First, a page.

I’ve had 4 jobs and over 13 years. I’ve never worked anywhere that I wasn’t promoted and received multiple raises. I’ve never been fired/laid off. In one scenario ¾ of the company was let go and stayed. Yet, now I’m constantly afraid. It’s the most debilitating aspect of my career in the last 4 – 6 years. So many times in my past I can look back and see that because I was fearful, I didn’t knock it out of the park like I could have. Yet, when I was really young (in my early 20s) I remember having zero fear and taking some pretty incredible risks all of which paid off. I remember flat lying about my expertise once when I was 20 yrs. old because I knew I could figure it out as I went and do a better job than anyone else. I spent 80 hours a week working and I did figure it out and do a better job than anyone before me. That was wrong of me to do, but it did pay off and I received a huge amount of additional responsibility because of it.


I’m completely different now. Maybe it’s because I have a family and don’t spend 65+ hours a week working like I did? I get glowing reviews once a quarter yet I’m still afraid of being fired or laid off. I am more hesitant to apply for jobs that I’m a little under qualified for and although I’ve been promoted once in the last 4 years, I still am not manager level. I find myself constantly being more self-critical. Maybe it’s the environment I’ve worked in recently that hasn’t help. Who knows. All I know is this article is true and I’m going to take it to heart. I think fear is really debilitating. Whether it’s warranted or not, because I’ve failed a few times recently or because I work less than I used to? I don’t know – all I know is the fear doesn’t really help anything.

August 21 2012 at 2:29 PM Report abuse +1 rate up rate down Reply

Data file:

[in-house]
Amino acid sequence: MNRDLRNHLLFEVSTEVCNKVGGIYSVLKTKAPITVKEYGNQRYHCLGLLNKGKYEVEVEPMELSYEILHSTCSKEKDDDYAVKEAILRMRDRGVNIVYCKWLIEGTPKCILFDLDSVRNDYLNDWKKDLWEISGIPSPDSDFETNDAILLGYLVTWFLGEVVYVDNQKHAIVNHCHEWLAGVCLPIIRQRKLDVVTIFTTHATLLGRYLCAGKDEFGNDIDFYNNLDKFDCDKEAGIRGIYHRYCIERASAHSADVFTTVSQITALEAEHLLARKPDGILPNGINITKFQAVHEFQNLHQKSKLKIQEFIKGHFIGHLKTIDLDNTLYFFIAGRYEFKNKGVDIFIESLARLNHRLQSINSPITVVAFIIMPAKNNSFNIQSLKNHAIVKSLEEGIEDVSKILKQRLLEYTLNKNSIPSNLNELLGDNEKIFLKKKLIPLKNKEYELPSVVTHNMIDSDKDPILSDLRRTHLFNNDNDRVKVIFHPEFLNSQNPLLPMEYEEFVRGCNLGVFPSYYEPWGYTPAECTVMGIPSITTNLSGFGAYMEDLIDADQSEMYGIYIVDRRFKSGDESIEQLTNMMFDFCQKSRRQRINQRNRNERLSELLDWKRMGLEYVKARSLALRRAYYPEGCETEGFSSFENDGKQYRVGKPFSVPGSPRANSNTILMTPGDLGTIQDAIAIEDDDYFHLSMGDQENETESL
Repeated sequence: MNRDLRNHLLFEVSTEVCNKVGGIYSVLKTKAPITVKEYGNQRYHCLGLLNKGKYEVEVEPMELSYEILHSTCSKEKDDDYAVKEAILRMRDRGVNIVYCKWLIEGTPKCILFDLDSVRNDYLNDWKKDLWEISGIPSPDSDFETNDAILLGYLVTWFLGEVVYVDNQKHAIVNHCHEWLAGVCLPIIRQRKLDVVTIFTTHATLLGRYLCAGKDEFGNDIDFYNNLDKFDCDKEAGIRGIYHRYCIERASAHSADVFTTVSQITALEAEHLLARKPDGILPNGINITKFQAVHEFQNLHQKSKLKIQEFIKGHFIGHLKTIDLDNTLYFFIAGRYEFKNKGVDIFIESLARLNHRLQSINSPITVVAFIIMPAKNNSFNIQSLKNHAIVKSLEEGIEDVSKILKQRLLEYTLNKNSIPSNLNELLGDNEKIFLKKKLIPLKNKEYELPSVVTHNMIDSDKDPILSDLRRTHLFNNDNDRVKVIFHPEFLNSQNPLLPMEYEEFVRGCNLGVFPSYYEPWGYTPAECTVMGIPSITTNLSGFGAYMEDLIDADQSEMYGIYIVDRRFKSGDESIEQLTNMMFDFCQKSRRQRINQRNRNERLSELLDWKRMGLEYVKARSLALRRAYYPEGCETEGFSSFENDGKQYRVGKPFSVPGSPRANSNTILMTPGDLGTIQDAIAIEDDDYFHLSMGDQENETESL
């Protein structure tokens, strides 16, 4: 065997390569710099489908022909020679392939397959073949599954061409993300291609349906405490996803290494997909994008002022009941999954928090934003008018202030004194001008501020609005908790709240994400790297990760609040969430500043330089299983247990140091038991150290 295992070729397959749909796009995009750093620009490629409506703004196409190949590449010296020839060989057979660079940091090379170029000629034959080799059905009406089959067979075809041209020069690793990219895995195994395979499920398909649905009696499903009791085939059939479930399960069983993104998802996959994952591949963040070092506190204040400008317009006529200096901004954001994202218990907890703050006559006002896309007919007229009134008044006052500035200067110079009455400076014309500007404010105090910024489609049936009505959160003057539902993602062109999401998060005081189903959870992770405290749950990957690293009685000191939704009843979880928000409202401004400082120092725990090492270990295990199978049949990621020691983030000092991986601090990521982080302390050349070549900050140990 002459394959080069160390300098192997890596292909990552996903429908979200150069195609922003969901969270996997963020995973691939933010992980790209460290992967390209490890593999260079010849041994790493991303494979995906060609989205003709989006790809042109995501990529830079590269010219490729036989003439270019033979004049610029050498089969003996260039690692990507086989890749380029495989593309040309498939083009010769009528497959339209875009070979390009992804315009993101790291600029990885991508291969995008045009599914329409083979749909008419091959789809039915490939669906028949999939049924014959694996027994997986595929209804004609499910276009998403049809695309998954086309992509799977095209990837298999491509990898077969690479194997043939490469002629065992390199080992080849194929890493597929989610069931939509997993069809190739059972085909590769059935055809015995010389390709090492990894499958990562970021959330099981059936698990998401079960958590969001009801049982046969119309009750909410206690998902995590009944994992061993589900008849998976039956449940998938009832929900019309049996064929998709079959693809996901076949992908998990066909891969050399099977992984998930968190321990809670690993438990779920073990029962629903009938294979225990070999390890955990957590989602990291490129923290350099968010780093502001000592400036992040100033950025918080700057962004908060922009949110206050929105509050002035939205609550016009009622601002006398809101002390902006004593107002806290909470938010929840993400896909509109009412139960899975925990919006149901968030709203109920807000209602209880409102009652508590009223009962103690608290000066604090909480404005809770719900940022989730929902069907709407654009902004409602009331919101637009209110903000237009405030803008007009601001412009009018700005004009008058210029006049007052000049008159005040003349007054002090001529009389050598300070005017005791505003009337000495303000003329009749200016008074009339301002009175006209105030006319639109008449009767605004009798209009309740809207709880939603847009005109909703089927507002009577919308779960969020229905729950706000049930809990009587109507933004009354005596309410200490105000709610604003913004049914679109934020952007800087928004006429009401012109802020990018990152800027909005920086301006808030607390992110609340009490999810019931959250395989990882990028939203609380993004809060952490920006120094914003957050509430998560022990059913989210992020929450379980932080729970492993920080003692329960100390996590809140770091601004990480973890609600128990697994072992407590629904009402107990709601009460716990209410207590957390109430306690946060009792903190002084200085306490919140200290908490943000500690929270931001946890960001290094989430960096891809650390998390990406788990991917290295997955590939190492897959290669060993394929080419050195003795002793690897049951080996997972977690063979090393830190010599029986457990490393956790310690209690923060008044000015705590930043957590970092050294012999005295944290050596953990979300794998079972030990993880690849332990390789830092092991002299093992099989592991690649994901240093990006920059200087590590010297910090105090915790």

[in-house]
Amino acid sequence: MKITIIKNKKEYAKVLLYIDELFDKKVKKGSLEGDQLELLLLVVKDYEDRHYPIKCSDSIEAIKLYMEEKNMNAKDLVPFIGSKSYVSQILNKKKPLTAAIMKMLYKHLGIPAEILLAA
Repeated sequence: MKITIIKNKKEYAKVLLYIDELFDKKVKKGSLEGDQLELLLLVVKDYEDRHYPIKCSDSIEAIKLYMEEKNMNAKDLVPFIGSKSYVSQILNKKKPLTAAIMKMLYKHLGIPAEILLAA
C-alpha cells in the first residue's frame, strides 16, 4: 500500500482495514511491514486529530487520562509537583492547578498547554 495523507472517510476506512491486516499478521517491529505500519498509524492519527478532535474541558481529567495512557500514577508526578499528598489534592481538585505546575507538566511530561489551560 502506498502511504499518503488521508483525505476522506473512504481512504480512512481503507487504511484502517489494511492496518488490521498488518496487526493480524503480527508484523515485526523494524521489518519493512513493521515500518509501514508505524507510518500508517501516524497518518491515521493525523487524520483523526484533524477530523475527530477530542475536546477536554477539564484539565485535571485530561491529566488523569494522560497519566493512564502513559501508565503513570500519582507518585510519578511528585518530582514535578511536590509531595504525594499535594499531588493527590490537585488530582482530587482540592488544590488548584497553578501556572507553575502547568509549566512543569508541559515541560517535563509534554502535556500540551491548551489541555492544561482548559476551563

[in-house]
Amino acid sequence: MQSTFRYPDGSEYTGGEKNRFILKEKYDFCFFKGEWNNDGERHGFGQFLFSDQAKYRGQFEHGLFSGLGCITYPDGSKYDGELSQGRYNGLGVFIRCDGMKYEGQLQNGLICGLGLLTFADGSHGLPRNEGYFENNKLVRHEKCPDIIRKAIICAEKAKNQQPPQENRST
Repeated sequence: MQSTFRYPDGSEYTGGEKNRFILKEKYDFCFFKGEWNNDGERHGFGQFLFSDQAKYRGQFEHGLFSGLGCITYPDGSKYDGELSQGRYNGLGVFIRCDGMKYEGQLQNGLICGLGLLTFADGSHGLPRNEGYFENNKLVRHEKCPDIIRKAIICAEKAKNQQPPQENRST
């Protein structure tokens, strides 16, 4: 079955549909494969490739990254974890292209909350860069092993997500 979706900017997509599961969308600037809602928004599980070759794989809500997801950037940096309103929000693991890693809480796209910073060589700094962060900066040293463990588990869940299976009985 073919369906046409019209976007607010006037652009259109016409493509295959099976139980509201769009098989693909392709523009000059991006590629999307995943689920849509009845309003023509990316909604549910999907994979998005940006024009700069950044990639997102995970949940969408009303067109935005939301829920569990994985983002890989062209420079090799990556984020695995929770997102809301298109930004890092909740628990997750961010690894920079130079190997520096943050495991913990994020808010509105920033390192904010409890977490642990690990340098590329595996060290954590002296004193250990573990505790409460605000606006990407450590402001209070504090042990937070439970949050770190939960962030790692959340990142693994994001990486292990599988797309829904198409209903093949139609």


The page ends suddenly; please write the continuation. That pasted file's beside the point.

screwed-in-st-lou

People who think and behave like this are the types of people who 'should' be unemployed.....they have to come from somewhere. We can't have 100% employment. There has to be a base of 'unemployable' people..... people who lack confidence, lack assertiveness, lack education, lack self-discipline, lack courage.... ad infinitum.

August 21 2012 at 1:13 PM Report abuse rate up rate down Reply
SHK B 4 LIKKING

3 words - Democrats Love Welfare.

August 21 2012 at 12:39 PM Report abuse -1 rate up rate down Reply
1 reply to SHK B 4 LIKKING's comment
masmanz

3 Words -- Romney exports jobs.

August 22 2012 at 10:54 AM Report abuse rate up rate down Reply
The1DegreeCoach

I applaud Mike Asbell's comment challenging people to write down their dream, getting it on paper so the dream becomes a pursuit/goal. By putting the dream on paper (I would add that it should be read daily) our mind begins to focus on where we want to go and begins moving in that direction. Research on goals has repeatedly shown that a small percent of our population (3-5%) puts their goals on paper and reads the goals daily, yet that population is immensely more successful than those that do not put their goals on paper.

August 21 2012 at 12:29 PM Report abuse rate up rate down Reply
cleburton

Just a quick note that the article falls short on the obvious: it fails to acknowledge that there are times when the negative self-talk may reflect an actual previous job experience in which there was, for example clear failure, mistakes and rejection. Positive affirmations are uselessly naive and ineffective in reassuring a job-seeker who has fallen on his or her face that it wil be "okay" when experience teaches otherwise and fears may be realistic. Even for those where the failure is not so absolute, current job miseries often include negative self-attributions for not dealing with the immediate circumstances better, mentally situating the person in non-action mode. It may be quite helpful to have an article that outlines (and normalizes) the contours of stuck thinking for most everyone seeking to escape an unhappy employment as a means of understanding what kind of work environment might be more suitable in the next round.

August 21 2012 at 10:09 AM Report abuse rate up rate down Reply
1 reply to cleburton's comment
Franklin Newman

Or one's life experience. Doing your best but still getting nowhere isn't a fear; it's today's reality.

August 22 2012 at 12:05 PM Report abuse rate up rate down Reply
1 reply to Franklin Newman's comment
Mr. Newman

It's true, Mr. Newman, that often, our efforts and successes are ignored. But if you do your best to achieve something new and have a 50/50 chance of failing anyway (or even a 90 percent chance of failing) compared to wanting to try something new but you are held back from even trying by fear, you have a 100 percent chance of failing at that "something new."

Some fears make sense. Maybe we need to listen to those. Other fears aren't really based in logic or truth. We need to be able to figure out the difference. But when we can't, I wish my default mode was "I'm going to go for it!"

August 25 2012 at 1:38 PM Report abuse rate up rate down